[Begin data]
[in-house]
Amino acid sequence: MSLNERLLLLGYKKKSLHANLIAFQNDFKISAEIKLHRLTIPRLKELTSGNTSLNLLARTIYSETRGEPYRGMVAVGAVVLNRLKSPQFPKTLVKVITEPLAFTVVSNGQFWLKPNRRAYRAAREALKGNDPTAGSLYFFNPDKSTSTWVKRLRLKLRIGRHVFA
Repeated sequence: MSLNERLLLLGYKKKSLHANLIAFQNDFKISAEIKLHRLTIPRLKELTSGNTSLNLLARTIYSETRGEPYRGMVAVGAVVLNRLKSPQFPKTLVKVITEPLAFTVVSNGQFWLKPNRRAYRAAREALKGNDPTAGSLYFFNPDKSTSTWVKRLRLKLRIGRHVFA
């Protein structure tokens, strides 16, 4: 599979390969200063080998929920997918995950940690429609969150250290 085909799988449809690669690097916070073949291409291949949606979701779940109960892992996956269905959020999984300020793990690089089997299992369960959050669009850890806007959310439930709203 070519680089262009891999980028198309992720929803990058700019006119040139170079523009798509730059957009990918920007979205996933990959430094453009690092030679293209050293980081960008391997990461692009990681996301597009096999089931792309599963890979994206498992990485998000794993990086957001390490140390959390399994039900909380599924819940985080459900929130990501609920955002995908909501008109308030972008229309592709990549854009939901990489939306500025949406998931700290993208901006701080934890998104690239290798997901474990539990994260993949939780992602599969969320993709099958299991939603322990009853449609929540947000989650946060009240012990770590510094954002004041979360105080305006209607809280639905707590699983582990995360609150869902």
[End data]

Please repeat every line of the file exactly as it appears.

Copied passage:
[in-house]
Amino acid sequence: MSLNERLLLLGYKKKSLHANLIAFQNDFKISAEIKLHRLTIPRLKELTSGNTSLNLLARTIYSETRGEPYRGMVAVGAVVLNRLKSPQFPKTLVKVITEPLAFTVVSNGQFWLKPNRRAYRAAREALKGNDPTAGSLYFFNPDKSTSTWVKRLRLKLRIGRHVFA
Repeated sequence: MSLNERLLLLGYKKKSLHANLIAFQNDFKISAEIKLHRLTIPRLKELTSGNTSLNLLARTIYSETRGEPYRGMVAVGAVVLNRLKSPQFPKTLVKVITEPLAFTVVSNGQFWLKPNRRAYRAAREALKGNDPTAGSLYFFNPDKSTSTWVKRLRLKLRIGRHVFA
């Protein structure tokens, strides 16, 4: 599979390969200063080998929920997918995950940690429609969150250290 085909799988449809690669690097916070073949291409291949949606979701779940109960892992996956269905959020999984300020793990690089089997299992369960959050669009850890806007959310439930709203 070519680089262009891999980028198309992720929803990058700019006119040139170079523009798509730059957009990918920007979205996933990959430094453009690092030679293209050293980081960008391997990461692009990681996301597009096999089931792309599963890979994206498992990485998000794993990086957001390490140390959390399994039900909380599924819940985080459900929130990501609920955002995908909501008109308030972008229309592709990549854009939901990489939306500025949406998931700290993208901006701080934890998104690239290798997901474990539990994260993949939780992602599969969320993709099958299991939603322990009853449609929540947000989650946060009240012990770590510094954002004041979360105080305006209607809280639905707590699983582990995360609150869902």